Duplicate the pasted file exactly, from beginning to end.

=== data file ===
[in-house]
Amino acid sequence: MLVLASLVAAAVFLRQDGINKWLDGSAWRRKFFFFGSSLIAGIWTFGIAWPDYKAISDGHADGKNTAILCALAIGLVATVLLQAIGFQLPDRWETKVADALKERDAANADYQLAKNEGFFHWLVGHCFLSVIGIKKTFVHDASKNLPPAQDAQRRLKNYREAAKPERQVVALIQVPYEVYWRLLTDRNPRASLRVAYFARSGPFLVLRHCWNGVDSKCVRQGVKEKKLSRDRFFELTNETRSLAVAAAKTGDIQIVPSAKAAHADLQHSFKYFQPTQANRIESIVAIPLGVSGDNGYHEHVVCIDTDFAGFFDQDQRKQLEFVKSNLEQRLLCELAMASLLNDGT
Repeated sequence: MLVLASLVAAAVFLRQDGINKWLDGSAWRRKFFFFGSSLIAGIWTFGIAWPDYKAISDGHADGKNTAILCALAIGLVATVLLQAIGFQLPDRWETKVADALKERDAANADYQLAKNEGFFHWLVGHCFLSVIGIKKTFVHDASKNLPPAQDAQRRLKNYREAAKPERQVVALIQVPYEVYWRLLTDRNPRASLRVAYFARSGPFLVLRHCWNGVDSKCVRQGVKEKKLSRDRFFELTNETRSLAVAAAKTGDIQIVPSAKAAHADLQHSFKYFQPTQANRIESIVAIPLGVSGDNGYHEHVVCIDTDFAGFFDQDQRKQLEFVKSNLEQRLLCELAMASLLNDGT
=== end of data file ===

[in-house]
Amino acid sequence: MLVLASLVAAAVFLRQDGINKWLDGSAWRRKFFFFGSSLIAGIWTFGIAWPDYKAISDGHADGKNTAILCALAIGLVATVLLQAIGFQLPDRWETKVADALKERDAANADYQLAKNEGFFHWLVGHCFLSVIGIKKTFVHDASKNLPPAQDAQRRLKNYREAAKPERQVVALIQVPYEVYWRLLTDRNPRASLRVAYFARSGPFLVLRHCWNGVDSKCVRQGVKEKKLSRDRFFELTNETRSLAVAAAKTGDIQIVPSAKAAHADLQHSFKYFQPTQANRIESIVAIPLGVSGDNGYHEHVVCIDTDFAGFFDQDQRKQLEFVKSNLEQRLLCELAMASLLNDGT
Repeated sequence: MLVLASLVAAAVFLRQDGINKWLDGSAWRRKFFFFGSSLIAGIWTFGIAWPDYKAISDGHADGKNTAILCALAIGLVATVLLQAIGFQLPDRWETKVADALKERDAANADYQLAKNEGFFHWLVGHCFLSVIGIKKTFVHDASKNLPPAQDAQRRLKNYREAAKPERQVVALIQVPYEVYWRLLTDRNPRASLRVAYFARSGPFLVLRHCWNGVDSKCVRQGVKEKKLSRDRFFELTNETRSLAVAAAKTGDIQIVPSAKAAHADLQHSFKYFQPTQANRIESIVAIPLGVSGDNGYHEHVVCIDTDFAGFFDQDQRKQLEFVKSNLEQRLLCELAMASLLNDGT